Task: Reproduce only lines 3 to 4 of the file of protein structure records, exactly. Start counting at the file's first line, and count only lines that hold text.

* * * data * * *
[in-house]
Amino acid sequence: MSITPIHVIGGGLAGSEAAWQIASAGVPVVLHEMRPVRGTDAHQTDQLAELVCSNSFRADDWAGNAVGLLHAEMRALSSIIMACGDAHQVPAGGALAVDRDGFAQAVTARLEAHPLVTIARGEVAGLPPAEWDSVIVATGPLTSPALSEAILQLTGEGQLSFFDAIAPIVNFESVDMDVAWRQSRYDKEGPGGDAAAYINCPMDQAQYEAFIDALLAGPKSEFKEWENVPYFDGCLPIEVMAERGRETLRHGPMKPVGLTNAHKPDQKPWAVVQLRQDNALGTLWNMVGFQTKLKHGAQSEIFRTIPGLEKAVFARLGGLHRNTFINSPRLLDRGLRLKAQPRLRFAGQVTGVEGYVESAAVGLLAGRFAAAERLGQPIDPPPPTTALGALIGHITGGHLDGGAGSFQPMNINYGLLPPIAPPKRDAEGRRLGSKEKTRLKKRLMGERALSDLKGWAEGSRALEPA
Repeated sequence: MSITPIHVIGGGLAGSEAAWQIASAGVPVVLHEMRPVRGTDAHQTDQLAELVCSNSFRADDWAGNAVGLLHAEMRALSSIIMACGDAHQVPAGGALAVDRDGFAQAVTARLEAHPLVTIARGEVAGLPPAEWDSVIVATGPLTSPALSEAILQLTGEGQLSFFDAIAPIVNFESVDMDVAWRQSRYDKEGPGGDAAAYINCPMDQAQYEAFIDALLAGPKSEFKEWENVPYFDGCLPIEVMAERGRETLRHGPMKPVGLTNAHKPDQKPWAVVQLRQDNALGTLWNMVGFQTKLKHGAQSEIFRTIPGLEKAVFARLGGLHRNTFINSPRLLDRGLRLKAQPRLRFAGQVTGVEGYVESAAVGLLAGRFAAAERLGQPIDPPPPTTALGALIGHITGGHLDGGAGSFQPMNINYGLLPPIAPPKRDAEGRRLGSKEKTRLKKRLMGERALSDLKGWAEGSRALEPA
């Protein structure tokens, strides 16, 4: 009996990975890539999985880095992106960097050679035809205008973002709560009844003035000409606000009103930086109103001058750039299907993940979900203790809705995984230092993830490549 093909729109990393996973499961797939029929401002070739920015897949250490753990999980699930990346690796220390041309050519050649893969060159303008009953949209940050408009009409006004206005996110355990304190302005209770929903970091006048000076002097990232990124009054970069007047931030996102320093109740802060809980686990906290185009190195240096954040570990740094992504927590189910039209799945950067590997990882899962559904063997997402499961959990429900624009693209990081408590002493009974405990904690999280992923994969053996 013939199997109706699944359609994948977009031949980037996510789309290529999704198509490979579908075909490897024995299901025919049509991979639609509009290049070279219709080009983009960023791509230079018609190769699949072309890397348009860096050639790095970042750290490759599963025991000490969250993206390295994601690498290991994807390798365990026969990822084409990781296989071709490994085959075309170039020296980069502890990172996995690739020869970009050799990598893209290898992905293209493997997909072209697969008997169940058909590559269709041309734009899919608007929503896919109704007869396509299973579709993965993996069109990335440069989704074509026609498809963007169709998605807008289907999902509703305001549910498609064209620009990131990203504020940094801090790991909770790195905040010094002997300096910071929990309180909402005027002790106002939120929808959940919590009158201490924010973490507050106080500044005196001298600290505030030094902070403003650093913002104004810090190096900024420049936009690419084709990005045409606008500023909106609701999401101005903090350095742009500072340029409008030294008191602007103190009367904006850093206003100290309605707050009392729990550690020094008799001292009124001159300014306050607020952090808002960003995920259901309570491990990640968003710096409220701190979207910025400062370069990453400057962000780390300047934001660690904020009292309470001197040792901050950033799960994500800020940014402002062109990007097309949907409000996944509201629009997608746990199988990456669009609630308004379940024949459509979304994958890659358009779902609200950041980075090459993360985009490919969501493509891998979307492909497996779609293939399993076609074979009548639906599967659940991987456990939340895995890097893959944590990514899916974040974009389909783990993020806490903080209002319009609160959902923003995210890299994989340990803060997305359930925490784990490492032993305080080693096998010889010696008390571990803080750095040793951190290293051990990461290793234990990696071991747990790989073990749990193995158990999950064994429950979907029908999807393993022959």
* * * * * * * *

Repeated sequence: MSITPIHVIGGGLAGSEAAWQIASAGVPVVLHEMRPVRGTDAHQTDQLAELVCSNSFRADDWAGNAVGLLHAEMRALSSIIMACGDAHQVPAGGALAVDRDGFAQAVTARLEAHPLVTIARGEVAGLPPAEWDSVIVATGPLTSPALSEAILQLTGEGQLSFFDAIAPIVNFESVDMDVAWRQSRYDKEGPGGDAAAYINCPMDQAQYEAFIDALLAGPKSEFKEWENVPYFDGCLPIEVMAERGRETLRHGPMKPVGLTNAHKPDQKPWAVVQLRQDNALGTLWNMVGFQTKLKHGAQSEIFRTIPGLEKAVFARLGGLHRNTFINSPRLLDRGLRLKAQPRLRFAGQVTGVEGYVESAAVGLLAGRFAAAERLGQPIDPPPPTTALGALIGHITGGHLDGGAGSFQPMNINYGLLPPIAPPKRDAEGRRLGSKEKTRLKKRLMGERALSDLKGWAEGSRALEPA
């Protein structure tokens, strides 16, 4: 009996990975890539999985880095992106960097050679035809205008973002709560009844003035000409606000009103930086109103001058750039299907993940979900203790809705995984230092993830490549 093909729109990393996973499961797939029929401002070739920015897949250490753990999980699930990346690796220390041309050519050649893969060159303008009953949209940050408009009409006004206005996110355990304190302005209770929903970091006048000076002097990232990124009054970069007047931030996102320093109740802060809980686990906290185009190195240096954040570990740094992504927590189910039209799945950067590997990882899962559904063997997402499961959990429900624009693209990081408590002493009974405990904690999280992923994969053996 013939199997109706699944359609994948977009031949980037996510789309290529999704198509490979579908075909490897024995299901025919049509991979639609509009290049070279219709080009983009960023791509230079018609190769699949072309890397348009860096050639790095970042750290490759599963025991000490969250993206390295994601690498290991994807390798365990026969990822084409990781296989071709490994085959075309170039020296980069502890990172996995690739020869970009050799990598893209290898992905293209493997997909072209697969008997169940058909590559269709041309734009899919608007929503896919109704007869396509299973579709993965993996069109990335440069989704074509026609498809963007169709998605807008289907999902509703305001549910498609064209620009990131990203504020940094801090790991909770790195905040010094002997300096910071929990309180909402005027002790106002939120929808959940919590009158201490924010973490507050106080500044005196001298600290505030030094902070403003650093913002104004810090190096900024420049936009690419084709990005045409606008500023909106609701999401101005903090350095742009500072340029409008030294008191602007103190009367904006850093206003100290309605707050009392729990550690020094008799001292009124001159300014306050607020952090808002960003995920259901309570491990990640968003710096409220701190979207910025400062370069990453400057962000780390300047934001660690904020009292309470001197040792901050950033799960994500800020940014402002062109990007097309949907409000996944509201629009997608746990199988990456669009609630308004379940024949459509979304994958890659358009779902609200950041980075090459993360985009490919969501493509891998979307492909497996779609293939399993076609074979009548639906599967659940991987456990939340895995890097893959944590990514899916974040974009389909783990993020806490903080209002319009609160959902923003995210890299994989340990803060997305359930925490784990490492032993305080080693096998010889010696008390571990803080750095040793951190290293051990990461290793234990990696071991747990790989073990749990193995158990999950064994429950979907029908999807393993022959």